This is the meaning of 器 UTSUWA. It can mean a bowl, vessel or container. But it can also mean ability, capacity or caliber. When you have learnt all the basics and all the techniques there is the cup will be full. In order to pass beyond this stage you need to empty the 器. See other posts about the theme of this year and 才能魂器 (sainou kon ki / sainou tamashi utsuwa).

Everytime you go to training you should throw away everything you know, “empty the cup”. Then eagerly try to take everything in like a sponge with a playful and artistic kind of mind. This is the 極意 GOKUI essential point passed on through many generations in Gyokko-ryu that we study in Bujinkan Dojo. Keep the mind of a three year old kid that want to learn everything. Even if you think you know everything (see my previous essay) throw it away. The one who gives away everything has it all.

Keep this in mind when training. Also keep in mind that there is 20 years of 面 omote-training and then 20 years of 裏 ura-training. I might come to this in a later post.

Japanese beer test #5


On the left is still my favourite so far, Yona Yona Ale from Karuizawa Nagano.

On the right was an alcohol free beer from Kirin. Pretty lame compared too good alcohol free beer like Jever and Klausthalle. It had some weird taste which reminded me of sweatty shoes.

The middle one is with alcohol 5%, Sparkling Hop from Kirin breweries. It has hops from New Zealand. This beer is also without bite :-(. It taste almost like all their other beers. Kirin have thousands of different beers and they are all the same more or less. What a boring brewery! That is why I didn’t include them in the earlier tests.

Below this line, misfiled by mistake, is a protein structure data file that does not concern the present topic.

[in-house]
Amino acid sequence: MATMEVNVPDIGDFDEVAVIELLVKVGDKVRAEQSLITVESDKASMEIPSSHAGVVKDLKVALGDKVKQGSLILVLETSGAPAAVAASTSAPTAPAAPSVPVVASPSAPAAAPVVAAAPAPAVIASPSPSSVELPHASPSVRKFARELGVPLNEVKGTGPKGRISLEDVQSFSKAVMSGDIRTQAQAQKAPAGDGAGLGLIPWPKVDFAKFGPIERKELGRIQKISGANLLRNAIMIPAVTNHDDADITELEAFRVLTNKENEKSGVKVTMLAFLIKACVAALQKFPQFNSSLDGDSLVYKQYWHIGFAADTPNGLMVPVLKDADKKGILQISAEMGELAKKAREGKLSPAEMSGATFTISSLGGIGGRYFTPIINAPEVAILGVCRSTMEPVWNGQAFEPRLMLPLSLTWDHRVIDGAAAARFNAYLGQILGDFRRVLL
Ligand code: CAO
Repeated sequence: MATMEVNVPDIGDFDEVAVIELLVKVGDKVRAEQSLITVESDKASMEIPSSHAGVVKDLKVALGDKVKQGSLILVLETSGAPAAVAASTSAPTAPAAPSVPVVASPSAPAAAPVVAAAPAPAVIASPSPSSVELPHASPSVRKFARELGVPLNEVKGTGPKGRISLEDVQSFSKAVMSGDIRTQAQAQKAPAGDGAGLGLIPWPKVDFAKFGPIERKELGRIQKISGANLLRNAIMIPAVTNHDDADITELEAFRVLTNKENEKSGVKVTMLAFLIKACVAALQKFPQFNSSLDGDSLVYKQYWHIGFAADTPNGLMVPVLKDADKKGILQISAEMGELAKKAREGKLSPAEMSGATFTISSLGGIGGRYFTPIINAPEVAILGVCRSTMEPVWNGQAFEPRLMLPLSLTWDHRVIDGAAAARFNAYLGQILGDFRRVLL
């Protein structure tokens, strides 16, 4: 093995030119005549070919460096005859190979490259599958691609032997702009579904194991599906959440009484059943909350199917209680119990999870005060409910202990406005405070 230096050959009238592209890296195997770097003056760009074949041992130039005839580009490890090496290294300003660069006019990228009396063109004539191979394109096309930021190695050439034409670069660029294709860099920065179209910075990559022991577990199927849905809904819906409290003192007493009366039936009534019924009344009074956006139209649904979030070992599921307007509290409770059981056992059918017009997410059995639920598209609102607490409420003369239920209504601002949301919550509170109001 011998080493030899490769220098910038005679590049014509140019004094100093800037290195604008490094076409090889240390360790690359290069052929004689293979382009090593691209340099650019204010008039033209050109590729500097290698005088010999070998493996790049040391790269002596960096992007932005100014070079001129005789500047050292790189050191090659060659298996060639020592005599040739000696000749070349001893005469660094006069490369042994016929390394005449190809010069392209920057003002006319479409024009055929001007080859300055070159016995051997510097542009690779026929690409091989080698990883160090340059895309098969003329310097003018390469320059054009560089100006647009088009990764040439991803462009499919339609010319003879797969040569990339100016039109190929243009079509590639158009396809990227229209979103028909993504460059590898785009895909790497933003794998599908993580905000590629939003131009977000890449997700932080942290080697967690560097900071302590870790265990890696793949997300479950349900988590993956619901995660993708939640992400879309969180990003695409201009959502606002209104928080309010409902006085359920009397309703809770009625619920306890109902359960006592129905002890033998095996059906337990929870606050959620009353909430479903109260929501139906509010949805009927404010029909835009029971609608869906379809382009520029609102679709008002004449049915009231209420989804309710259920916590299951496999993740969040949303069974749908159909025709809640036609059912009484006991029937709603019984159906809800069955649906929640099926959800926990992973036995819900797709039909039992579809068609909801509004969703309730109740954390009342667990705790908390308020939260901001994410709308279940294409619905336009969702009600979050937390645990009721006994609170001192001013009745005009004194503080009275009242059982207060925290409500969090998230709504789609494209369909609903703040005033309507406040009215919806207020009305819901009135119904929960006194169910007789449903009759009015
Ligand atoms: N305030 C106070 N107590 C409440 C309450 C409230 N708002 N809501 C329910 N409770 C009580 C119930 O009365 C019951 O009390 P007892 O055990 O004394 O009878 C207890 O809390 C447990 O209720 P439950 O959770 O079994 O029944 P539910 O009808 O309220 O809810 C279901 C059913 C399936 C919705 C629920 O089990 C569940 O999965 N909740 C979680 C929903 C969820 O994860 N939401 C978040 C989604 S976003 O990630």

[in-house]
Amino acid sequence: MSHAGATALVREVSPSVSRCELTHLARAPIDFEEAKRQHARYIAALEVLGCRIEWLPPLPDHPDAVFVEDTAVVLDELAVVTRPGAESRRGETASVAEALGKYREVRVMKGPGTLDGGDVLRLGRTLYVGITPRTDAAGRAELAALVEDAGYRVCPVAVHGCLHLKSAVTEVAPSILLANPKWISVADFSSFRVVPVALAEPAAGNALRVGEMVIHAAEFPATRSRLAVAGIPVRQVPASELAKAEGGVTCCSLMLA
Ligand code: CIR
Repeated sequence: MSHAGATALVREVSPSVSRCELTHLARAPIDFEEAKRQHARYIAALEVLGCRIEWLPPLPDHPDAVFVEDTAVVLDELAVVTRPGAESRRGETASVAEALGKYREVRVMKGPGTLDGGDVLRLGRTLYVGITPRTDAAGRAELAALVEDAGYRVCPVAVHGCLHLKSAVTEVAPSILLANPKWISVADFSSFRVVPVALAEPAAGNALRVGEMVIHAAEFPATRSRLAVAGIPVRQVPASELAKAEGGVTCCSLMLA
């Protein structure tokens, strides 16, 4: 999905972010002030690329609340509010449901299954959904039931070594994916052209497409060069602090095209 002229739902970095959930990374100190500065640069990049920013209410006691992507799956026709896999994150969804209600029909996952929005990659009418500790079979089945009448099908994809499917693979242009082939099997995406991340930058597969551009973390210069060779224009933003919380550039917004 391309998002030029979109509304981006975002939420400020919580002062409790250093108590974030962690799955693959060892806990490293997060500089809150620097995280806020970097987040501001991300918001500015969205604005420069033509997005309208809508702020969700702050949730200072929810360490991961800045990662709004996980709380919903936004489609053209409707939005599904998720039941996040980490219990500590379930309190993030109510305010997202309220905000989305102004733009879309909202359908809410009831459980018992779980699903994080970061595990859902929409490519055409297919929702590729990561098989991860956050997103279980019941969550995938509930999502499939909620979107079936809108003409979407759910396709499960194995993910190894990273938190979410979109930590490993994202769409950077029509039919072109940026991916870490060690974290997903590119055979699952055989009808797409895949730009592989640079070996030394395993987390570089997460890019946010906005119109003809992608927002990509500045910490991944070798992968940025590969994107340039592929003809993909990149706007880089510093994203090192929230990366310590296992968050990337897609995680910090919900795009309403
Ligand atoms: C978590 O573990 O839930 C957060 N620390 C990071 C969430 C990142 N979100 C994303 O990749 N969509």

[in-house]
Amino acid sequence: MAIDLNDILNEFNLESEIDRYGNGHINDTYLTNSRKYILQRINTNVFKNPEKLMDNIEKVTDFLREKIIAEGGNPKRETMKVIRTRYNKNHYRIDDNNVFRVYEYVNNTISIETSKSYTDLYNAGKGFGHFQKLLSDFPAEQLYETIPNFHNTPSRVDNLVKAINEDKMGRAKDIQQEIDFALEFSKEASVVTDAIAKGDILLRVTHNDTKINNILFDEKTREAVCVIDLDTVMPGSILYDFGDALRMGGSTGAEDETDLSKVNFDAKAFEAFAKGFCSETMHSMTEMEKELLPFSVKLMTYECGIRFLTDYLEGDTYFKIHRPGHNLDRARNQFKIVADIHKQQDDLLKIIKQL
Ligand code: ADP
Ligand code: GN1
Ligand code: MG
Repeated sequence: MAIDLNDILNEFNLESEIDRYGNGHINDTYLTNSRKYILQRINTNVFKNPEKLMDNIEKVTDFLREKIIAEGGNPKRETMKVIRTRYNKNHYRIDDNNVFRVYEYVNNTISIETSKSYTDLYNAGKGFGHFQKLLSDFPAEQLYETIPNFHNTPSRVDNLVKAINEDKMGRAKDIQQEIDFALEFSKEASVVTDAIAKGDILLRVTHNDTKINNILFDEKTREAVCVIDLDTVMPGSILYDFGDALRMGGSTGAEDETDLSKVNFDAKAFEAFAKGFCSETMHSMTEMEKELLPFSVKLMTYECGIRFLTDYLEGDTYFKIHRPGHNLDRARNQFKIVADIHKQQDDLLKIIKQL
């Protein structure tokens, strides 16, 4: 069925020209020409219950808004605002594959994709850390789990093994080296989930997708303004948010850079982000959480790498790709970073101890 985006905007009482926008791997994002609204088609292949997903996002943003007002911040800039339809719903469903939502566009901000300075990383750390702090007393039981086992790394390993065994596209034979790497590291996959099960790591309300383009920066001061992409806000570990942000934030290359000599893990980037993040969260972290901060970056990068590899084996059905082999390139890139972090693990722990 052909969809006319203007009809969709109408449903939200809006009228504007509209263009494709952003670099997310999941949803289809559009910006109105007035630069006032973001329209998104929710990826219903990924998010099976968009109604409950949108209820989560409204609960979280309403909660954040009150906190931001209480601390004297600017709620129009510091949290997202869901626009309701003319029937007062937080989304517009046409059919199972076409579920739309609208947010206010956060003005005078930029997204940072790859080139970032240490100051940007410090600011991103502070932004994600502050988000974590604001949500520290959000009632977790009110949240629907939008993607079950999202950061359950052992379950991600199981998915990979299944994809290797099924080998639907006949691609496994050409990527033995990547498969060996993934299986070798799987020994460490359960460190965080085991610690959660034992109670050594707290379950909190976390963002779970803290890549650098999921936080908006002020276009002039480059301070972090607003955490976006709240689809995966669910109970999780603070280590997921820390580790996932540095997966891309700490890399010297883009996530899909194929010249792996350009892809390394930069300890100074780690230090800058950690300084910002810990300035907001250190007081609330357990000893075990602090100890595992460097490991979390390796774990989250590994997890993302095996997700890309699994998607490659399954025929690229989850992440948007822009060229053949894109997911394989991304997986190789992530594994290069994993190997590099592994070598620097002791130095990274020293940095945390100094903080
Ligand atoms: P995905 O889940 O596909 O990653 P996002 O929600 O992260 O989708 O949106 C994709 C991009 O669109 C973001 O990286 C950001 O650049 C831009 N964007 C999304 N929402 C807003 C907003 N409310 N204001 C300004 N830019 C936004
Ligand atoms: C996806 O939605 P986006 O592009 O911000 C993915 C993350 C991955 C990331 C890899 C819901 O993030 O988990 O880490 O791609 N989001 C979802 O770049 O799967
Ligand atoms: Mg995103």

It will probably take some time before I write about Kirin again. Same goes for Asahi and Sapporo. It seems to be as difficult to introduce dark bread as ales in this country. It will change, I know!

四世界 The four worlds


I learned these stages of development a few years ago from my TCM (Traditional Chinese Medicine) teacher. He taught it as four levels of development in becoming a TCM master, but it goes with any trade or area of study.

The first stage is when you are in an incompetent awareness stage. When you start learning someting new you know that you are a beginner. You are humble and like a sponge, you absorb and learn everything new.

After some years of studying you are entering the incompetent unawareness state. The stage where you think you know it all. Be careful, many people get stuck in this level forever because of their ignorance. People say you are good, it is getting difficult to teach you because teaching can only go to a certain level, next you need experience and guidance. Maybe you heard about the “invisible training”? The more experienced you get the more transparent the teaching will be. Be careful that you don’t stop growing here or feed the ego to much. I’m sure you seen a few people that have some experience in other martial arts and after a few weeks or months they think they know Bujinkan.

When you get competent awared you have passed all the illusions and start seeing clearer. You know what you can do and can’t do. This is the stage when you are skilled in what you do, but hang on you’re not a master of the style yet. You need to always be aware of what you do to do it right.

The fourth level is when you are competent and unaware. In Bujinkan we often say it is the zero state. The art is so deep within us that we don’t need to think or remember any techniques at all. This is the level most people in Bujinkan is talking about. But I strongly believe you need to pass all levels. If you think you are at this level you could still very well be unaware of your incompitence.

You don’t need to think about this and try to figure out what level you are in. It’s no point doing that. Besides I remember Soke answering a question of what the highest level (in mikkyou, I think); he simply said there is no highest level. No matter how far you go you will never reach the end. This is also the 道 DOU, the path you have chosen to walk.